Features
04.02.2020
10 minutes

Coronavirus calls for Machiavellian virtue, not technocracy.

It’s hard to overstate the importance of the historical moment we find ourselves in. Pundits, scholars, and public figures—being prone to hyperbole—often overstate the gravity and moment of events. But this time it is almost certainly different. When this is over, the world will have changed.

The coronavirus pandemic has become, and will likely remain for the foreseeable future, a brutal and devastating reminder that innumerable aspects of our lives are subject to forces beyond our control. More importantly, it is a rude awakening for those of us who think the world can ever be any other way.

There is a contemporary tendency to try and sever politics from fundamental and first-order questions about the nature of reality. Politics, and our political institutions, are understood in narrowly procedural terms, legitimized by aggrandizing claims of expertise that reduce what are ultimately political questions to dry technical problems to be solved by experts.

While this understanding reduces politics to matters of technocratic expertise, it presupposes an unexamined view that both the social and natural world can be systematized and subdued, brought under the control of rational creatures like human beings. But, as we are rediscovering now, these underlying assumptions are flawed. They don’t reflect the world we actually inhabit.

The Limits of Control

To better understand both the situation we find ourselves in, and how we must respond as we reemerge out of this crisis, we should turn to a perhaps unorthodox source, Niccolò Machiavelli. While his name is now commonly, and unjustly, associated with an unseemly and sinister account of politics, Machiavelli’s politics is built on a rich and original account of fortuna and its role in human affairs that we would do well to consider in the present moment.

While they disagree about what, exactly, Machiavelli means by it, scholars and astute readers virtually all agree that fortuna is at the heart of Machiavelli’s understanding of the world. It plays a central role in shaping and deciding the outcomes of human affairs.

The penultimate chapter of The Prince (XXIV) contains Machiavelli’s clearest and most explicit account:

It is not unknown to me that many have held and hold the opinion that worldly things are so governed by fortune and by God, that men cannot correct them with their prudence…that one need not sweat much over things and let oneself be governed by chance [fortuna].

Machiavelli says he has at various points “been…inclined to [this] opinion,” but that he ultimately rejects it. Instead, he says, “fortuna is arbiter of half our actions, but also…she leaves the other half, or close to it, for us to govern.”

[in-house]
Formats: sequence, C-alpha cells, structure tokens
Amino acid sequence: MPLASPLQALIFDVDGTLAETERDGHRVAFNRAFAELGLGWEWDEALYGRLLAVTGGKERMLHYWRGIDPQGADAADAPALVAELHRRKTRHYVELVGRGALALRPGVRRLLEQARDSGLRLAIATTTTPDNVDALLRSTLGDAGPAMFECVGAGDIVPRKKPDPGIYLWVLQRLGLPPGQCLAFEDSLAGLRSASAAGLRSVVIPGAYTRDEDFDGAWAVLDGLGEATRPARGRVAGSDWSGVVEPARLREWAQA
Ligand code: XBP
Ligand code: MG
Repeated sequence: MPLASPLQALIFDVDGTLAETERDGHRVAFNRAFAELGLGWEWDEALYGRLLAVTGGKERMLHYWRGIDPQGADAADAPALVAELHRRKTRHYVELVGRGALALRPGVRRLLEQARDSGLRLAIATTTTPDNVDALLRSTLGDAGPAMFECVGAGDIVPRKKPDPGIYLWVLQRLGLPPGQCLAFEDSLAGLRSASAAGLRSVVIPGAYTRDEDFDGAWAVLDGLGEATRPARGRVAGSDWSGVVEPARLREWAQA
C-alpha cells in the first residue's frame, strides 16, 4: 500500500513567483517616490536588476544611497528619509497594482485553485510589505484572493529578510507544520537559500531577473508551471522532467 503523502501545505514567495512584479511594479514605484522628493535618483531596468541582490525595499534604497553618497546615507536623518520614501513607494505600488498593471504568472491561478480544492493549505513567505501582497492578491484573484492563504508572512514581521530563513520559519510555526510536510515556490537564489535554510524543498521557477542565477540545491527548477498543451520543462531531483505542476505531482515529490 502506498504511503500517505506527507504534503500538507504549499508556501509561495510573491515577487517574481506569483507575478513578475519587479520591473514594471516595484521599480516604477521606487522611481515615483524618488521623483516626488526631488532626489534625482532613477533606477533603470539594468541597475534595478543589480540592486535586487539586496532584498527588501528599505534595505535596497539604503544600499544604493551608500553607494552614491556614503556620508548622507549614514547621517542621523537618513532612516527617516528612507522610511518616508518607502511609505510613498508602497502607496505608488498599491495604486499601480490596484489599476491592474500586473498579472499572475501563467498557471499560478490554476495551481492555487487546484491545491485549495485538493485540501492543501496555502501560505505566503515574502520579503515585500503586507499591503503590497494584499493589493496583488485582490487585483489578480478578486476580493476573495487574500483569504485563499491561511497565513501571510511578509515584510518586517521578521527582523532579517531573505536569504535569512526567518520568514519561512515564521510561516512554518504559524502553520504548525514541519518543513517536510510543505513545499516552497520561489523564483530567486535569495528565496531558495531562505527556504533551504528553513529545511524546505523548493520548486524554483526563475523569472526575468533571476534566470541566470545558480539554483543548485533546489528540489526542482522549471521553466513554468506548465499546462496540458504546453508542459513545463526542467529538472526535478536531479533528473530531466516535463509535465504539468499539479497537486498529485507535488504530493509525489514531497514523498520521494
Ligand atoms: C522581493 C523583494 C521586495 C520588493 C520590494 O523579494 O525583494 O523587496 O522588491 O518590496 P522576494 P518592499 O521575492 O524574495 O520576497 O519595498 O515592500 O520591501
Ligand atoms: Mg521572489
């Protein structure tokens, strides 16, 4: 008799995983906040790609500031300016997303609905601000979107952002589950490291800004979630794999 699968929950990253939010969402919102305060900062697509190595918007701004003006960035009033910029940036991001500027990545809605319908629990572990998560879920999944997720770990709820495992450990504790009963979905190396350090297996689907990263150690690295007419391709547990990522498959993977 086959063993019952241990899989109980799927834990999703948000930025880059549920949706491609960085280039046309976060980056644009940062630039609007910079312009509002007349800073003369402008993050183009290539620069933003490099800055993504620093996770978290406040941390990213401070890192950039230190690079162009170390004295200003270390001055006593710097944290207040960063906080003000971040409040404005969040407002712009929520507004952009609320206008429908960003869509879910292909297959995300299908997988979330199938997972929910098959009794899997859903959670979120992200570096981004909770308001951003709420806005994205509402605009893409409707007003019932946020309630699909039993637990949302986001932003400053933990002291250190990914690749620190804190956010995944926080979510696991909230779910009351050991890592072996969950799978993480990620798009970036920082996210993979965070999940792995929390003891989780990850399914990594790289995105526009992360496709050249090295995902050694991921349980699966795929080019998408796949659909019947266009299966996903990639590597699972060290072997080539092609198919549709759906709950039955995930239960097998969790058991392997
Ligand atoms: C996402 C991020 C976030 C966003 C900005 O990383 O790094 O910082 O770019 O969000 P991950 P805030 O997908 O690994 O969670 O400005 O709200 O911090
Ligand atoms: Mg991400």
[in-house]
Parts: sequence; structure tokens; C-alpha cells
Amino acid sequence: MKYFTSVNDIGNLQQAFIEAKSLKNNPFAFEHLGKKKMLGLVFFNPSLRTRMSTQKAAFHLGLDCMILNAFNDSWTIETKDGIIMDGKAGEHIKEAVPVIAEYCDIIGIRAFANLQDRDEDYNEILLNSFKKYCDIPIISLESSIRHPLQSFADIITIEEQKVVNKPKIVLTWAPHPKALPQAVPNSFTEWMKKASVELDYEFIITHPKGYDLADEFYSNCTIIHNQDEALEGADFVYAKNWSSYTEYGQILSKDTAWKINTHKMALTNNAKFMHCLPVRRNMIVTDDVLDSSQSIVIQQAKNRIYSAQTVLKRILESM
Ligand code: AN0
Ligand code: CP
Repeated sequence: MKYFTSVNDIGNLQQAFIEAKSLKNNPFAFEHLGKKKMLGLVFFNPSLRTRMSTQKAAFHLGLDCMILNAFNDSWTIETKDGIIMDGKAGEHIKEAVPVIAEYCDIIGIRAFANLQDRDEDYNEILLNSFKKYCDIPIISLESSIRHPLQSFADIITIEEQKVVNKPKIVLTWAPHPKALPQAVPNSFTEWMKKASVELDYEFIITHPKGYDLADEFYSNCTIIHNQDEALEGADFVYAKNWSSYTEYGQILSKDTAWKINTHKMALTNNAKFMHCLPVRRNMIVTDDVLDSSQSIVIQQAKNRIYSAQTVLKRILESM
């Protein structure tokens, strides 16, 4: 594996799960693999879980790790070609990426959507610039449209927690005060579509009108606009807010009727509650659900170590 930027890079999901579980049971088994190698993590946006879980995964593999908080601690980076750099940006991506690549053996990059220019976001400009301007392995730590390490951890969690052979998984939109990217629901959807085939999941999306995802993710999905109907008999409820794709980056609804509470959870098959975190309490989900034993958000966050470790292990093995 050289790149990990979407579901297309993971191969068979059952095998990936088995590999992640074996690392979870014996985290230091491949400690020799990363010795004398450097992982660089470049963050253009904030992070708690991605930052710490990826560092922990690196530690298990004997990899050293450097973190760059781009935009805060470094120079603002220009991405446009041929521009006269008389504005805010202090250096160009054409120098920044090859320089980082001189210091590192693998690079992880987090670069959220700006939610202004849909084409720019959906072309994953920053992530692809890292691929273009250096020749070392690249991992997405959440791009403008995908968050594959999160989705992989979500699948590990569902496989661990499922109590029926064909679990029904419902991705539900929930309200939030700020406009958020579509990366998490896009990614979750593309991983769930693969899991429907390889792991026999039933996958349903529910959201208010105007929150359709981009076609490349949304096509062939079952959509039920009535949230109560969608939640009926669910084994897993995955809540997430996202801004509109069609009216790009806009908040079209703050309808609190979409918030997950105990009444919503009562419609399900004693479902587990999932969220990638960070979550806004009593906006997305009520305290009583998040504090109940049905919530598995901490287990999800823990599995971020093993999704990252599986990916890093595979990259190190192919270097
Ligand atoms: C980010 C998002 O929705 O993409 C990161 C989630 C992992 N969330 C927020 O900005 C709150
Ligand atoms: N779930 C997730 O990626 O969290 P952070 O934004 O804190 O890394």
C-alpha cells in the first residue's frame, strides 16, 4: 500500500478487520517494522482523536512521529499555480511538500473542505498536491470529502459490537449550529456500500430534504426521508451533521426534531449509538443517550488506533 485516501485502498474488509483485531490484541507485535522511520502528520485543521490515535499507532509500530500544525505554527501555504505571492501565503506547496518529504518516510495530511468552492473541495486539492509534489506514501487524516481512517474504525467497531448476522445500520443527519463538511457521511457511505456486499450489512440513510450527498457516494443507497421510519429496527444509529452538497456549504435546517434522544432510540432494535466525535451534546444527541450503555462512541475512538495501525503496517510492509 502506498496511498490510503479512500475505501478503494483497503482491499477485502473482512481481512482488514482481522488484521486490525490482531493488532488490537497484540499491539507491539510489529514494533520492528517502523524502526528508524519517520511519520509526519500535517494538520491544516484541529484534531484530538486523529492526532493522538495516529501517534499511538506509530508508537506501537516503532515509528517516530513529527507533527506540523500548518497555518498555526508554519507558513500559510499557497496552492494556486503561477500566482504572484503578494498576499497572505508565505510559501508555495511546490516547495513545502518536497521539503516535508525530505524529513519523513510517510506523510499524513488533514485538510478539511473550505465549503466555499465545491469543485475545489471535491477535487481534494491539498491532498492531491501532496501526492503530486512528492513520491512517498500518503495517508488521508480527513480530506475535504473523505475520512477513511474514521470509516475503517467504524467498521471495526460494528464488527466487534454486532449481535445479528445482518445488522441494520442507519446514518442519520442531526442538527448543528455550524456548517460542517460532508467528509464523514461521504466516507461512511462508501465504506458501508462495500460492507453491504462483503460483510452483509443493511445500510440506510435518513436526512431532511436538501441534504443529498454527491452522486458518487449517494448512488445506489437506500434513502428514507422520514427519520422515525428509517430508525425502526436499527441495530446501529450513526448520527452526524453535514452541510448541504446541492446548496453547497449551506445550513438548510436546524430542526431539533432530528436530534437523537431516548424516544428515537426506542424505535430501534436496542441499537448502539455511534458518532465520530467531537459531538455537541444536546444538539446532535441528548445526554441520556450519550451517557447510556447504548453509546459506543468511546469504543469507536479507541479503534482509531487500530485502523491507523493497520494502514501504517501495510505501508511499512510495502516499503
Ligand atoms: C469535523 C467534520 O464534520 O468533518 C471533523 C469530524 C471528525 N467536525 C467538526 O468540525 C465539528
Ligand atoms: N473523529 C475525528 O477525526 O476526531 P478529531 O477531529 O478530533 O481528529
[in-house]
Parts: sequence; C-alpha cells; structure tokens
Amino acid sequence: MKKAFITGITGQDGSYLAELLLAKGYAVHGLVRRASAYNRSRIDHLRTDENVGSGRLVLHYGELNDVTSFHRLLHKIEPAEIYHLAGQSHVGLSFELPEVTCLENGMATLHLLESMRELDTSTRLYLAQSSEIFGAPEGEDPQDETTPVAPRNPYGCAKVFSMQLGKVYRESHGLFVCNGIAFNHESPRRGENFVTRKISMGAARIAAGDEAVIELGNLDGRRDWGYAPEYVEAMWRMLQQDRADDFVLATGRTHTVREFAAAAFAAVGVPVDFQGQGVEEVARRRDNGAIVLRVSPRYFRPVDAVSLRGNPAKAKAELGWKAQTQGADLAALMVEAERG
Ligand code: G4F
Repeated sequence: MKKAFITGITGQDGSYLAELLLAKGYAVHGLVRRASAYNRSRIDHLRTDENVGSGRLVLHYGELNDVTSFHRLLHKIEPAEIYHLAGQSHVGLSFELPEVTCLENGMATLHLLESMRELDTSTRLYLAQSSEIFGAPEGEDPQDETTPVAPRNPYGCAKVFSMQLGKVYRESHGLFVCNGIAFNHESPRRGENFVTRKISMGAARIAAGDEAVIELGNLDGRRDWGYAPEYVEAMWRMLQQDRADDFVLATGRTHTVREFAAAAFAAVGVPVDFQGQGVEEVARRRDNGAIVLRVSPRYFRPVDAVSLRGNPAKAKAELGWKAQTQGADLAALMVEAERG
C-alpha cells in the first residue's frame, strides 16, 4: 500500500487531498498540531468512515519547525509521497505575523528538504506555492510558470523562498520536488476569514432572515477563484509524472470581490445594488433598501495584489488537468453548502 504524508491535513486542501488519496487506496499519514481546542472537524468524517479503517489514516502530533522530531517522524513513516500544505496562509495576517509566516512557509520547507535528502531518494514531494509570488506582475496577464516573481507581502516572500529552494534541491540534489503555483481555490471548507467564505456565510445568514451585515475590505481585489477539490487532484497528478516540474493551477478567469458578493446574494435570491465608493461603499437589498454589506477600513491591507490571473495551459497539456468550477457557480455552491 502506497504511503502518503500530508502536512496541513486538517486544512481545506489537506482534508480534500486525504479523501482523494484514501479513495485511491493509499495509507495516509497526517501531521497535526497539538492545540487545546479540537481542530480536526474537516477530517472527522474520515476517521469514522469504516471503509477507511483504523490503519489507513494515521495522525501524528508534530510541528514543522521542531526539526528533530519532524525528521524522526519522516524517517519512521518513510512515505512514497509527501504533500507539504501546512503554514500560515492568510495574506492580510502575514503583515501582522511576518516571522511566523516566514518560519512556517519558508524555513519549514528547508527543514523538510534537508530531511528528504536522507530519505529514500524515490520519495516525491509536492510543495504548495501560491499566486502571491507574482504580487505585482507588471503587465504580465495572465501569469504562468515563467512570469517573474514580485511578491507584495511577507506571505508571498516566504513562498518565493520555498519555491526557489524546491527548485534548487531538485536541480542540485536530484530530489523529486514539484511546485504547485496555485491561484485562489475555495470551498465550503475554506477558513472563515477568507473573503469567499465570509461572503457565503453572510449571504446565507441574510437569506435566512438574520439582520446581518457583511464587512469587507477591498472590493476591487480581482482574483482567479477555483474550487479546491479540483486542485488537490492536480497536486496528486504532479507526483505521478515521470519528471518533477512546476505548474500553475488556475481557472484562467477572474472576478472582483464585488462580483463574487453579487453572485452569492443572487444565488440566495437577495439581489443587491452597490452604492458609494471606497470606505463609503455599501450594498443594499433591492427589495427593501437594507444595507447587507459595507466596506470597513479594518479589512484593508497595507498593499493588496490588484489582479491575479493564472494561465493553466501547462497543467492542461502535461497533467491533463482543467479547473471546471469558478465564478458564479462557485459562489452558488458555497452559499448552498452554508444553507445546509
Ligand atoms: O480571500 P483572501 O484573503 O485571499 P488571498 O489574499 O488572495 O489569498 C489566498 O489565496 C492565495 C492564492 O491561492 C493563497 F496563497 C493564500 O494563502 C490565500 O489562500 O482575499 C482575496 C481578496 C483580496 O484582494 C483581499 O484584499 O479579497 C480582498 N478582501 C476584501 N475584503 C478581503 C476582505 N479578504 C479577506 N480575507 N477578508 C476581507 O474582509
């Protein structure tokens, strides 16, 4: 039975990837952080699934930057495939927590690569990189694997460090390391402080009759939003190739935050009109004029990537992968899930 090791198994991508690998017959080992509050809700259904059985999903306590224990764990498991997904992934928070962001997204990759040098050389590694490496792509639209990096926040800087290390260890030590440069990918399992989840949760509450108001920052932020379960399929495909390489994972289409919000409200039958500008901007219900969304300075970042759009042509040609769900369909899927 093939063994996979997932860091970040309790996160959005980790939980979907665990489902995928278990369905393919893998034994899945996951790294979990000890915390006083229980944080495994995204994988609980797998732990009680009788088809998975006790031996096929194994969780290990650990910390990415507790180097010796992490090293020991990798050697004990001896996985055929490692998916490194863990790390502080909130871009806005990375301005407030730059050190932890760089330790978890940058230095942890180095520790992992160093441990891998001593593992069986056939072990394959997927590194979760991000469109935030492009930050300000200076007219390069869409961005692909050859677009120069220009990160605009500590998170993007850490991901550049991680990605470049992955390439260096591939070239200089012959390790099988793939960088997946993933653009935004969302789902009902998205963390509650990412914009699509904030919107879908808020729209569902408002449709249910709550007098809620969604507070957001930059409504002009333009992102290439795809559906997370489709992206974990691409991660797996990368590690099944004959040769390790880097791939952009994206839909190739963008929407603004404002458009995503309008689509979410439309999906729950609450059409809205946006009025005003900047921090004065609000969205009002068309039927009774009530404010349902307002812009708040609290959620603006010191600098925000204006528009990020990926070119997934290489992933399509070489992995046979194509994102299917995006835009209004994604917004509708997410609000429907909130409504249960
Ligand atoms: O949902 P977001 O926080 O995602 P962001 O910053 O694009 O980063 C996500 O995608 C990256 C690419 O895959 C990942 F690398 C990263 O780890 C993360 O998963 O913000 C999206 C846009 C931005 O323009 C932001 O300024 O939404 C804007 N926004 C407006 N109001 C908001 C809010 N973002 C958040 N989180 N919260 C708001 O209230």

Machiavelli’s teaching was at least partially driven by what he identified as the problem with this initial view, in which human affairs are governed partly by fortune and partly by God, with no room for human intervention. This, he thought, entailed a kind of fatalistic passivity that allowed fortuna to ride roughshod over us. Machiavelli rejects this view and, “so that our free will not be eliminated,” proposes that mankind may control at least half of the world’s affairs.

This he may do by exerting virtù, virtue or manful fortitude, which for Machiavelli always entails the capacity to overcome and minimize fortuna. But no such capacity is absolute. While fortuna can be managed and regulated, it cannot ever be entirely subdued. Not even Cesare Borgia, one of Machiavelli’s heroes, was able to overpower the full force of fortuna.

This account makes flexibility and adaptability into virtues. Contingency and flux characterize the world. Survival and stability require not just strong foundations, but often require refoundings and continual adaptation to the changing conditions of the world. Much of the Discourses is devoted to not only the founding of states, but the refounding of states to meet the ever-changing challenge posed by fortuna.

Technocracy and its Discontents

Machiavelli’s ire was aimed squarely at what he saw as the passivity of his day, rooted in an “ambitious idleness” that encouraged a kind of providential fatalism. But if ambitious idleness characterized by passivity captures the predicament of Machiavelli’s age, it doesn’t capture our contemporary predicament, which is better described as an unambitious idleness driven not by passivity, but by hubris.

This idleness is not driven by a longing for “imaginary republics” or a focus on the transcendent, but instead by an overconfident hubris that we have essentially “figured it all out” and arrived at an end of history moment with little left to do. In addition to producing the kind of cultural and social nihilism that Ross Douthat captures in The Decadent Society, this hubris has helped produce sclerotic and decaying political institutions unresponsive to democratic and geopolitical pressures.